Paul George puts the Utah Jazz on notice

They say that players take on the personality of their coaches. If that is the case, make no mistake about this: This season’s Los Angeles Clippers are a different bunch than what we have seen in the past. They have fire. They have passion. They have grit. And they don’t back down to anyone.

The Clippers played Game 5 of their second-round playoff series against the Utah Jazz without Kawhi Leonard. They would have to pull off a win in front of a hostile and jeering sellout crowd of 18,007 screaming fans at Vivint Arena. To do that, they had to weather the shooting storm by Utah that saw the Jazz make 72 percent of their shots in the first quarter.

“They came out hot,” Clippers guard Paul George said. “Only thing we were thinking, that they can’t sustain it. At one point they shot 30 or 37 of their attempts or something like that. So most of their shots were threes. We just knew we had to weather it. At some point hopefully, we could cool them down. But we couldn’t rely on that. We had to come back and attack them on the other end and be aggressive. That’s really what it came down to.”

So with Utah shooting lights out in the first period after making 13 of 18 shots from the field, including connecting on 10 of 15 attempts from 3-point land, the Clippers trailed only by one point, 37-36. That in itself was a message to the Jazz. Utah fans expecting a rout found themselves tormented in disappointment as the Clippers would up beating the Jazz in a surprising 119-111 win.

“We faced adversity all year,” said Terance Mann, who stepped into the role of small forward in place of Leonard for Game 5. “There’s been plenty of games where we’ve been down and we came back. We’re just a team that never goes away. We never give up, same as the Jazz. We are two similar teams. We always feel like we can win the game no matter how much we are down or whatever’s going on. Everybody in the huddles is always talking about there’s plenty of time, we can still win, let’s go out there and lock in. That’s just how we are. We’ve been like that all year.”

The mighty Jazz didn’t see this coming. Utah, the team which posted the NBA’s best record throughout the regular season and was the No. 1 seed in the Western Conference in the playoffs, is one game away from being eliminated from the postseason.

“Disappointing, I think, for us, understanding that this was a winnable game for us,” said Utah guard Donovan Mitchell, who scored 21 points for the Jazz. “Outside of Paul having a great night and a few other guys doing well, but I think disappointed. But understanding that we can’t really sit here and sulk. The series is not over. We got a lot of life left to give and a lot of juice to give and we just got to go out there and play with a level of desperation that we have never played with before, otherwise we’ll be home.”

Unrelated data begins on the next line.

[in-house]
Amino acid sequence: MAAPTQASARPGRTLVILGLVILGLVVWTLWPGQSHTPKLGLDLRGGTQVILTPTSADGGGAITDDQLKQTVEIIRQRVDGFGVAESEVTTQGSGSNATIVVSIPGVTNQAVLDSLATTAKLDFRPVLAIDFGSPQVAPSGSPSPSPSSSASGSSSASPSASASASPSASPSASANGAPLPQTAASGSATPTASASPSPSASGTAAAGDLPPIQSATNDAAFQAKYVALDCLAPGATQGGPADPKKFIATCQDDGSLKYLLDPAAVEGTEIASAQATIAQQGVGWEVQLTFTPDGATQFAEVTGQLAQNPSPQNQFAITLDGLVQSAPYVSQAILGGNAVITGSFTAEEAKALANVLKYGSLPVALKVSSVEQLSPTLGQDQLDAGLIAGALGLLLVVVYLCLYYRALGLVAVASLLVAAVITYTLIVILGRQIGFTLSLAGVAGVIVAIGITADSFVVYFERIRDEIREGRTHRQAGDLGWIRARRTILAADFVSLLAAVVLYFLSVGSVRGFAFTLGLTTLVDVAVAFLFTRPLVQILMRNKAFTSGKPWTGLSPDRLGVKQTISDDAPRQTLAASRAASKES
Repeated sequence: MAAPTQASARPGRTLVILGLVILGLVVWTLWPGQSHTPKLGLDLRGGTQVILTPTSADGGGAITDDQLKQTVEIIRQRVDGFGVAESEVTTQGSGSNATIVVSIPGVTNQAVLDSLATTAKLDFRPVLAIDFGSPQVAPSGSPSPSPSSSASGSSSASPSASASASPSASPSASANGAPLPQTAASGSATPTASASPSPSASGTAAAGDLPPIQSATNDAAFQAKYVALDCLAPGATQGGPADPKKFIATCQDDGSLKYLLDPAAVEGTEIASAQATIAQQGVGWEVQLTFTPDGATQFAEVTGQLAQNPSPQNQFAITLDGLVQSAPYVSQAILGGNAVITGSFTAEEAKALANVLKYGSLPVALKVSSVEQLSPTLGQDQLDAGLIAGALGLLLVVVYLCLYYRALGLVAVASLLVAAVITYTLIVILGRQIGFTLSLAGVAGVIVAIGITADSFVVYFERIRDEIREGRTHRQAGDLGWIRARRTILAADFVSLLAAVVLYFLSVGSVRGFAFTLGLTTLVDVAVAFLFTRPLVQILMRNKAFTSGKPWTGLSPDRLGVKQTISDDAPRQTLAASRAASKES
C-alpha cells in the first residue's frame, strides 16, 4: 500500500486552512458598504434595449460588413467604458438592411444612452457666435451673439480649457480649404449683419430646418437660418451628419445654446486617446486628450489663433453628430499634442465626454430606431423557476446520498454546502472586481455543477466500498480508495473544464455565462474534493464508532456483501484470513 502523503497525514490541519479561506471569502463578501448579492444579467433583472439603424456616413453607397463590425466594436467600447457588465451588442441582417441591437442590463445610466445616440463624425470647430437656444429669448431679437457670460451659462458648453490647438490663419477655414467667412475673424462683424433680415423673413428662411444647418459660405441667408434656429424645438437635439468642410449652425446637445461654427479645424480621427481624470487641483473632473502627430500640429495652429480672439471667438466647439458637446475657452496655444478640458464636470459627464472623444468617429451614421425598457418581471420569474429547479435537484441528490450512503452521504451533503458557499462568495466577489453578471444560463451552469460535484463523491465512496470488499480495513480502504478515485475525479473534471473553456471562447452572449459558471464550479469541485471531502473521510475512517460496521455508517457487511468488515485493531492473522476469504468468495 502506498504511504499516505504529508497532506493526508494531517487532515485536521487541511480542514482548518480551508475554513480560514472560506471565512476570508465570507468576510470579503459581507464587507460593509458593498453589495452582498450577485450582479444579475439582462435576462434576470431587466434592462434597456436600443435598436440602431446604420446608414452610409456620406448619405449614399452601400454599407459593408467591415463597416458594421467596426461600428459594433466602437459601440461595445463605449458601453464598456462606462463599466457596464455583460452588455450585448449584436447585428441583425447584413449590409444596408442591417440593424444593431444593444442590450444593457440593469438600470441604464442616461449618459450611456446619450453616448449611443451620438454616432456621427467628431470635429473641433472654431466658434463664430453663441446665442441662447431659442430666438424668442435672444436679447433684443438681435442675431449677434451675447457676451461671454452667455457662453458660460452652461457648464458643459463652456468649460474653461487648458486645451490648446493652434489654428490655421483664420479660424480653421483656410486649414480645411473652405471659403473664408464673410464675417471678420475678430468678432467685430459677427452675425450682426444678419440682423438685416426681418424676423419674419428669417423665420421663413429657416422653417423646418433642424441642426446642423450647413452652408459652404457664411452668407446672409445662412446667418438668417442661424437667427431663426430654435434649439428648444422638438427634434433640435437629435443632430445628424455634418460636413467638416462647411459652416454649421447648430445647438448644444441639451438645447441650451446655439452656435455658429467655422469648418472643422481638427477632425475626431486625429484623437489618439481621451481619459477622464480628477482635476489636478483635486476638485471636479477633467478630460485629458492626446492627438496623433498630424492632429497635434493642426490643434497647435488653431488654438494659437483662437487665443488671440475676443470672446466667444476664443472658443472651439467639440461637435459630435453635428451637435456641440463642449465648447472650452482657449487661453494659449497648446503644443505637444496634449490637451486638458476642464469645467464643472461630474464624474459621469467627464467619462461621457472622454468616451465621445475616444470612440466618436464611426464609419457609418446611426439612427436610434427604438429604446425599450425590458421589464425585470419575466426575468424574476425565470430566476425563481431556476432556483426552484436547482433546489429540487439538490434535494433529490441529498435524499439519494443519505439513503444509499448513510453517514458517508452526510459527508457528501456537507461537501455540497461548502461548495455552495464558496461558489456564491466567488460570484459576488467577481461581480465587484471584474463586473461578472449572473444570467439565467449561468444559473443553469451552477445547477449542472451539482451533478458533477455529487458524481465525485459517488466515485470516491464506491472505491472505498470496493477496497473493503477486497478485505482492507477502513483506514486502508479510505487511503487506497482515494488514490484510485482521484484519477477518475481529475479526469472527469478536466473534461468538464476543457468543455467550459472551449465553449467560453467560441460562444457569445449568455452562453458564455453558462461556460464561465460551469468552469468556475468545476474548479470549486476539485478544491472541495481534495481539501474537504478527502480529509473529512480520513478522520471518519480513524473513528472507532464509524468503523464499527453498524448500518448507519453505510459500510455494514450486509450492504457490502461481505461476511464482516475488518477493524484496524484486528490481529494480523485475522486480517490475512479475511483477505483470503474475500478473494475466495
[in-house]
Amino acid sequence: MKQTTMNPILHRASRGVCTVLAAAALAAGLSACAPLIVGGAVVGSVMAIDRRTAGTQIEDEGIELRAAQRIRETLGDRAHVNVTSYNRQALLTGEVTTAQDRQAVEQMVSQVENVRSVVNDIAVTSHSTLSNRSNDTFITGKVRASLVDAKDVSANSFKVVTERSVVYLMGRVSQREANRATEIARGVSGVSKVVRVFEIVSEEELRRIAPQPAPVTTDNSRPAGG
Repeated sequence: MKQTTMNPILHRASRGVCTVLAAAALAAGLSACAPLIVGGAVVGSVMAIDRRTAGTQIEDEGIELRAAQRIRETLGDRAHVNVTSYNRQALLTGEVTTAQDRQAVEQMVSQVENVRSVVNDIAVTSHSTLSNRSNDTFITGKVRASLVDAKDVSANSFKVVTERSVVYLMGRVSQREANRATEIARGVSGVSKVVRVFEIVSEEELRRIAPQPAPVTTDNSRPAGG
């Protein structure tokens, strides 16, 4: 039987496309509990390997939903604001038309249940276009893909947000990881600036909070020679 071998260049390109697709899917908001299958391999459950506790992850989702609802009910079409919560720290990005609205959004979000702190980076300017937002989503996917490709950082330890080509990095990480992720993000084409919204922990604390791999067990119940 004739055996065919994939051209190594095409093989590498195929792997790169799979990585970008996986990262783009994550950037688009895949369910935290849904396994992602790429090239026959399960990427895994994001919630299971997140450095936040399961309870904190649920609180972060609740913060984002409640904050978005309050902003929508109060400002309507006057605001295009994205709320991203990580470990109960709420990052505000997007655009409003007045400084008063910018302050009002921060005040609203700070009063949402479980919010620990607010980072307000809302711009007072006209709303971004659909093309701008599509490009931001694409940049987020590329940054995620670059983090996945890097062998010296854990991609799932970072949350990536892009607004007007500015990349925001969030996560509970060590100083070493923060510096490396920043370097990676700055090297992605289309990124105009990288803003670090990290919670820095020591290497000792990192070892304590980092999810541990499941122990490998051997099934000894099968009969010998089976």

Mitchell and his teammates have a right to be disappointed and upset. They should be. The Jazz has now lost three games in a row after putting the Clippers in a 0-2 hole. Maybe Mitchell and the rest of the Jazz thought going into this series that they were playing against the Clippers of past postseason woes where Los Angeles would play well but eventually fold.

That didn’t happen after the team fell into that unimaginable two-game deficit. That didn’t happen in Game 5. The team that Mitchell and his Utah teammates are facing is resilient. They scrap. They do what they need to do to try to pull out a victory. That means everybody stepping up their game.

Mann scored 13 points while filling in for Leonard. Marcus Morris Sr. came up big with 25 points. Reggie Jackson was also huge with 22 points to supplement the Clippers scoring against Utah. But the star of the game was George. The Jazz got a good helping of George’s dominance in Game 5.

No Leonard, no problem. Without his running mate out on the court, George produced the type of game Clippers fans have been waiting on since he arrived in Los Angeles in 2019. George’s masterpiece of 37 points and 16 rebounds in front of a hostile sellout crowd of 18,007 screaming people inside of Vinvint Arena, just turned the series in the Clippers’ favor.

“He carried us,” Clippers head coach Tyronn Lue said of George. “He had to step up in that first half and he really dominated offensively. And then the second half he made some great passes. We did knock-down shots every time but he made some good reads as well. I thought like I said, having those rebounds was key because there was a stretch where Gobert really hurt us on the glass. But for PG to have 16 rebounds, that was huge.”

George said the moment called for him to step up.

It was no secret,” George said about his performance. “I knew I had to be big tonight and got to be big going forward. It was just no secret coming into this, and you know, I just first put faith in God, believed in myself. My teammates trusted me. T-Lue trusted me. And you know, I thought we just lived in the moment and we just played our hearts out tonight.”

Featured Image Caption: Paul George (13) of the Los Angeles Clippers in action. Photo credit: Dennis J. Freeman/News4usonline